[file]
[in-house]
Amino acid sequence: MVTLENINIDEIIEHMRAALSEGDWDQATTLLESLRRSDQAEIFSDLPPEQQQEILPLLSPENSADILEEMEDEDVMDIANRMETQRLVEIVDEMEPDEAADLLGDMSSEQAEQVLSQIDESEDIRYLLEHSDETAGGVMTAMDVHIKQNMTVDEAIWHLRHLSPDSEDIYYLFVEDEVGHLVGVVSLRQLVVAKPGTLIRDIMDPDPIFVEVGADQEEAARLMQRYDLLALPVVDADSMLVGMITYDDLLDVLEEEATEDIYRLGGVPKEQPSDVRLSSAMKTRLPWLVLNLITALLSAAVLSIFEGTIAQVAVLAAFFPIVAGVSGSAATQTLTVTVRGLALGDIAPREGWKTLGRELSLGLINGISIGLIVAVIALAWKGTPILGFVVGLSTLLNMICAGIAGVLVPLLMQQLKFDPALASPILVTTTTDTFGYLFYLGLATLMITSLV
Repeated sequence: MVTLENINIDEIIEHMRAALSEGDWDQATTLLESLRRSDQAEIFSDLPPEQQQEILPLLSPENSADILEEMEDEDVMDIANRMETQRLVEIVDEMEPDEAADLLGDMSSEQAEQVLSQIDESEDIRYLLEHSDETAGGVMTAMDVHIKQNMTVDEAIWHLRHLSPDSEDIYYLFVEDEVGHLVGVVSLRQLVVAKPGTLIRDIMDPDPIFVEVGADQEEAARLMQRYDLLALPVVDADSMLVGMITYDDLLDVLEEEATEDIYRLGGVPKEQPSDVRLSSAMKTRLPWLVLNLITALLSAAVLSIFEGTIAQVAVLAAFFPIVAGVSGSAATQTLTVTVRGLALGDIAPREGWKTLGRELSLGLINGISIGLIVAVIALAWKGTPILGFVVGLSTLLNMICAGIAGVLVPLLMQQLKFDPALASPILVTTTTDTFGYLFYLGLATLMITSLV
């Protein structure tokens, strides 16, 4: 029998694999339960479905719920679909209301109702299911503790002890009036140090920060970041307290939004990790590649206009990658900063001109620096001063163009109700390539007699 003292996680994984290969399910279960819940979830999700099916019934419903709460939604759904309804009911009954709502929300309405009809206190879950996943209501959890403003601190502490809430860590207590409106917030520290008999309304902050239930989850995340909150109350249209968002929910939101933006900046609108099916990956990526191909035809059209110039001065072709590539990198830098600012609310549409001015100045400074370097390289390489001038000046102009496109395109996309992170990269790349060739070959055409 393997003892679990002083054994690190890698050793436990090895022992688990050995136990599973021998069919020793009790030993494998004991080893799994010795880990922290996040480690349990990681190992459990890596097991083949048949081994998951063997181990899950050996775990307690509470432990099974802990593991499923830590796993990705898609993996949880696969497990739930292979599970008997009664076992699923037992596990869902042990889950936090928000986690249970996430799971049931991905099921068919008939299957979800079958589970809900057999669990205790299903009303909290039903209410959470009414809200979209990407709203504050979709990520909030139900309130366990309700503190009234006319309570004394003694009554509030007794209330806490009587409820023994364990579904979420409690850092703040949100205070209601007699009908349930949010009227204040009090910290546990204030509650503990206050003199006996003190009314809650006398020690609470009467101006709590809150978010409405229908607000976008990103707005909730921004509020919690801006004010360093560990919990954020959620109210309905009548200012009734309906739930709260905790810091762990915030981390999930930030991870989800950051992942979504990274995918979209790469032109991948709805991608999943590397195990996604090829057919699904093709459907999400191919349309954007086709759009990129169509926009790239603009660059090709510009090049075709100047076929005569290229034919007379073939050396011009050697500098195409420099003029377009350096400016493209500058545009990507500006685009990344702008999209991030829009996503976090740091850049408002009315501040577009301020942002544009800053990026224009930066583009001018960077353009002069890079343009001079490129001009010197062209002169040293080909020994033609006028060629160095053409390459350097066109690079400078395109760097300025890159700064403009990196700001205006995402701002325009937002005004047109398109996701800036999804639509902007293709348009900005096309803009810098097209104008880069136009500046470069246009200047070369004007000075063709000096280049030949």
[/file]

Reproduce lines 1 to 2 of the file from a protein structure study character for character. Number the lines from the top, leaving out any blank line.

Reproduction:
[in-house]
Amino acid sequence: MVTLENINIDEIIEHMRAALSEGDWDQATTLLESLRRSDQAEIFSDLPPEQQQEILPLLSPENSADILEEMEDEDVMDIANRMETQRLVEIVDEMEPDEAADLLGDMSSEQAEQVLSQIDESEDIRYLLEHSDETAGGVMTAMDVHIKQNMTVDEAIWHLRHLSPDSEDIYYLFVEDEVGHLVGVVSLRQLVVAKPGTLIRDIMDPDPIFVEVGADQEEAARLMQRYDLLALPVVDADSMLVGMITYDDLLDVLEEEATEDIYRLGGVPKEQPSDVRLSSAMKTRLPWLVLNLITALLSAAVLSIFEGTIAQVAVLAAFFPIVAGVSGSAATQTLTVTVRGLALGDIAPREGWKTLGRELSLGLINGISIGLIVAVIALAWKGTPILGFVVGLSTLLNMICAGIAGVLVPLLMQQLKFDPALASPILVTTTTDTFGYLFYLGLATLMITSLV